Further to yesterday’s post I thought I’d add a few classic noirs up here and why I think they’re so bloody good. Some are in yesterday’s list, with some explanatory notes as to why they’re included, but others are not and some are titles that people might not think are noir, but are. After all, noir’s an attitude as much as it is a style. Enjoy!
Double Indemnity: My favourite of all James M. Cain’s novels. It basically works on the old maxim of be careful what you wish for; and in this case the narrator ends up with everything he wanted, but ultimately realises that the price he has to pay is too high. Superbly written and paced, as dark and bitter as a double espresso, and with an ending so dark (when the hero discovers just how fatale his femme is) it will haunt you for days. The Billy Wilder movie is good, but the novel is off-the-scale brilliant.
Jack’s Return Home (Get Carter): Ted Lewis’ novel is a stone-cold classic. Brutal, spare, cinematic, and with such a bitter view of humanity that it could only have been written by one of life’s outsiders. The film is superb but the book is, once again, better. The ending is a lot more ambiguous than the film, but equally as dark.
The Getaway: Jim Thompson’s novel is a perfect blend of characterisation, action, story and lean prose. What makes it truly brilliant though is the ending. An ending so good, so utterly poetic, ironic and dark that you’ll be thinking about it for days; an ending that just simply can’t be filmed (which is why Sam Peckinpah, hardly afraid of the dark ending, didn’t bother to try in his film adaptation of the novel). Don’t bother watching the film (it’s not very good), just read the book instead.
I Was Dora Suarez: Derek Raymond’s fourth Factory novel moves from hard-boiled into pitch-black noir. It takes the narrator on a tour of Hell disguised as London, pits him against one of the most unpleasant and deranged killers ever to be committed to the page, and gives a picture of just how sleazy Soho was before it got all gentrified. The ending gives the hero no respite and no hope. However, this very bitter pill is sweetened by the narrator’s humanity and several very funny interchanges between him and his superiors in addition to a few blackly funny interrogation scenes. Warning: it is not for the faint of heart and is best read as part of the Factory series (though it does work as a novel in its own right).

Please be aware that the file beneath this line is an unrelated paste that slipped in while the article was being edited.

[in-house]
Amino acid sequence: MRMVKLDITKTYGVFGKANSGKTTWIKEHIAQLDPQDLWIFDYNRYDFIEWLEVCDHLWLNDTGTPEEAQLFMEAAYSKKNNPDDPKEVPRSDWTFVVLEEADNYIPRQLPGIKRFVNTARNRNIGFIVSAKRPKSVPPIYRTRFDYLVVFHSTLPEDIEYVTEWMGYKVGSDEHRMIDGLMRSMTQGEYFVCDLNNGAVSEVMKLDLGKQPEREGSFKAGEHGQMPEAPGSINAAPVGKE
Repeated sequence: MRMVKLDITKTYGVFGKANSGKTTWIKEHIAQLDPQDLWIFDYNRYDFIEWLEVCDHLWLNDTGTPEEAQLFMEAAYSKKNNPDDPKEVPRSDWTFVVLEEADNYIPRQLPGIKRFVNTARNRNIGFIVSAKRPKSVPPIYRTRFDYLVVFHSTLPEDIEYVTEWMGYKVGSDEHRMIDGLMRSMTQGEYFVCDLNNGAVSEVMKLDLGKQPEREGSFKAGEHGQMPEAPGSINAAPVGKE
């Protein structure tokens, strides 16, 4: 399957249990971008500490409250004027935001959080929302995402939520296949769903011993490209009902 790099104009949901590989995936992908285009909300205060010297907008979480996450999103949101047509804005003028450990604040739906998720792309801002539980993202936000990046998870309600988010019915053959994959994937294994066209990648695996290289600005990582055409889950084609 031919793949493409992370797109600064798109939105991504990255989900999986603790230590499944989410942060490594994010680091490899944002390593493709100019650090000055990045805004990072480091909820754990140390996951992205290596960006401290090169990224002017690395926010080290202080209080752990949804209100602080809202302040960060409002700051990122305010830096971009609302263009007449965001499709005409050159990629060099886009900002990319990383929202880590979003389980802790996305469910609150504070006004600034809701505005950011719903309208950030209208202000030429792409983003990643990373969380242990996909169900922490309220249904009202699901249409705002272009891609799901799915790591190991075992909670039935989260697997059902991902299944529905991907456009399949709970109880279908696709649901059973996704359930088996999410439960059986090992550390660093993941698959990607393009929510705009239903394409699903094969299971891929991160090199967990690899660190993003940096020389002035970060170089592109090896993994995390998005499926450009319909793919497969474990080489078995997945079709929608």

The Spy Who Came In From The Cold: John Le Carre’s brilliant cold war spy novel is pure noir. The hero is a washed up spy who is manipulated by both his allies and his enemies. Double crosses abound, and the ending is savage in its bitterness, as the hero realises that he has been manipulated and that nothing is what it seems. The antithesis of Ian Fleming’s James Bond novels, showing espionage to be a vile and immoral business. If you haven’t read it yet, do so. It is brilliant.
The Secret Agent: Joseph Conrad was a writer way ahead of his time. And this novel shows just how far – it works on just about every level; as satire; as thriller; and finally as noir. The main protagonist, Verloc, is nobody’s idea of a hero (pornographer, secret agent, anarchist and idle layabout); his wife Winnie is a tragic figure, whose love of her brother and her need to keep the family together (the mentally slow and unstable, Stevie) ultimately leads to the act that will tear it apart forever. The tone is pitch black throughout and the ending is pure noir.
The Big Nowhere: The second novel in James Ellroy’s LA Quartet is by far the darkest and bleakest of his novels. Each of the main characters gets what they want, but ultimately it destroys them. Anybody with even the faintest hint of goodness is annihilated by Ellroy’s bleaker than bleak LA where only the bad survive. However, read it as part of the series, rather than as a one-off – it will only make you like it all the more
The Criminal: Probably the most underrated of Jim Thompson’s back catalogue. It deals with the rape and murder of a young girl in a small town. The local press boss turns the whole thing into a circus for his own gain and destroys the lives of quite a few people in the process. It is a novel of voices. It is a novel of power. It is a novel about the sheer futility of good in the face of evil. It is one of the darkest tales Thompson ever told and it is superb.
They Shoot Horses Don’t They? Horace McCoy’s painful and tragic novel is pure noir. It begins with the sentencing of a man for murder. The novel then jumps between the summing up by the judge and the man’s fateful meeting with a woman who is at the end of her tether. They enter a dance marathon along with a load of other young couples who are down on their luck during the depression. They enter for the $1,000 prize money and the free food. The marathon gets more and more nightmarish and the man’s dance partner more and more bitter until the final dance and its aftermath, when the the novel’s cryptic title is given its full meaning. It’s more drama than crime fiction, but it is a truly dark examination of humanity and deserves its place on this list
And should you read these and like them, you could also give my novel The Gamblers a go. It shares the dark sensibility of the novels above, but gives them a modern urban twist. Though I’m not promising it will be as good, mind you 😉 However, if you enjoy noir fiction I think you’ll like it.